A phlebotomist career is an exciting medical profession with tremendous potential for long-term advancement in the healthcare industry. This profession is more than simply taking blood samples, and not everyone has what it takes to be a phlebotomist among the healthcare professionals. If you are looking for an in-demand career that will allow you to work from nearly any medical facility in the country with long-term job security, this is the career path for you.
List of Phlebotomy Training Schools in Iowa
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median earnings per week than workers with only a high school diploma.*
You must fulfill a variety of requirements to be eligible for phlebotomy training. Because you will be working closely with needles and blood, it is imperative that you are in good health and that you are protected from the illness of others in your working environments. Some programs have more stringent requirements than others. You may only require a high school diploma for some programs and you may require nursing certification for others. Here is an example of a more reputable program’s requirements:
You will be required to complete your Hepatitis B shot series, your measles, mumps and rubella (MMR) immunizations, your proof of immunity to chickenpox which is also known as Varicella and a Two-Step Tuberculin Skin Test (TST). In addition to these medical requirements, you must possess a valid 75-hour Certified Nurse Aide (CNA) certificate and you must pass a drug screening and a criminal background check.
Application Process & Costs
Applications often require basic verifiable personal information, education background and education transcripts. You will also be required to pay an application fee and courses will vary in price based on the program. Some courses cost around $1,300 and others cost less than $1,000. To determine the true cost of the program, be sure to include any separate costs that may not be included in the advertised tuition fees such as textbook costs and entry fees.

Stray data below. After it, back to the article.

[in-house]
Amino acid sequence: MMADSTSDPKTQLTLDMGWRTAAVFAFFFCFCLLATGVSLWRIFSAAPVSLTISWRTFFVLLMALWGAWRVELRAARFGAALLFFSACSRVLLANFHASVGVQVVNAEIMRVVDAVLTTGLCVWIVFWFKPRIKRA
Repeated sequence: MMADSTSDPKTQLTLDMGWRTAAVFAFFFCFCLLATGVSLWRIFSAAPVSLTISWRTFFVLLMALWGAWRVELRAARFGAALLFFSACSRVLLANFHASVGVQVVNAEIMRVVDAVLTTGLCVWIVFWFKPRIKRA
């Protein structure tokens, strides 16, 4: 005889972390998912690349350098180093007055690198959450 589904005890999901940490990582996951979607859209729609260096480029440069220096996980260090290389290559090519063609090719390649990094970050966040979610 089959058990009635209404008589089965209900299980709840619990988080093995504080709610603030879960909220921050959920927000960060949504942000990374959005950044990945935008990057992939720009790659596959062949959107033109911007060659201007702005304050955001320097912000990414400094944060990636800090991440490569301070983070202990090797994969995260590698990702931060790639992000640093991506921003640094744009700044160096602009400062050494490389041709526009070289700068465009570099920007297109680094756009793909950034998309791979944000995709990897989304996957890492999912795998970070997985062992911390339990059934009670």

Online training availability will vary depending upon the college, however all schools will require both classroom hours and lab hours. Online programs will allow for some classroom training to be completed online, however lab hours are always required to be completed in an actual physical lab setting. These cannot be completed online. A number of nationally and regionally accredited online universities offer online classroom training; however, again, you will have to complete the lab portion in person.
Maintaining Certification/License & Renewal
The state of Iowa does not actually require that a phlebotomist be certified. It is important to note, however, that certified professionals are far more likely to be hired over non-certified candidates, they are likely to make more money and they are more likely to be considered for promotions. Most of the Iowa certification programs are preparatory programs so that upon completing the Iowa certificate, graduates meet all requirements to successfully complete the National Phlebotomy Certification, as well. The national certification must be renewed annually.
Salary & Job Prospects
Like most other states, the demand for phlebotomists is growing at an accelerated rate in Iowa. Phlebotomist technicians and phlebotomist professionals can expect a salary of around $30,000 a year in larger cities in Iowa and closer to $25,000 in smaller cities. This figure will vary based on education and experience. Your job opportunities can range from collecting blood samples at a blood bank to working for the Centers for Disease Control and Prevention at the local Iowa branch. You could even travel for your job.
Individuals seeking out a solid future in health care without expensive degrees should pursue a certificate in phlebotomy in Iowa. As long as you are willing to work hard and improve your skills, your demand and potential is limitless.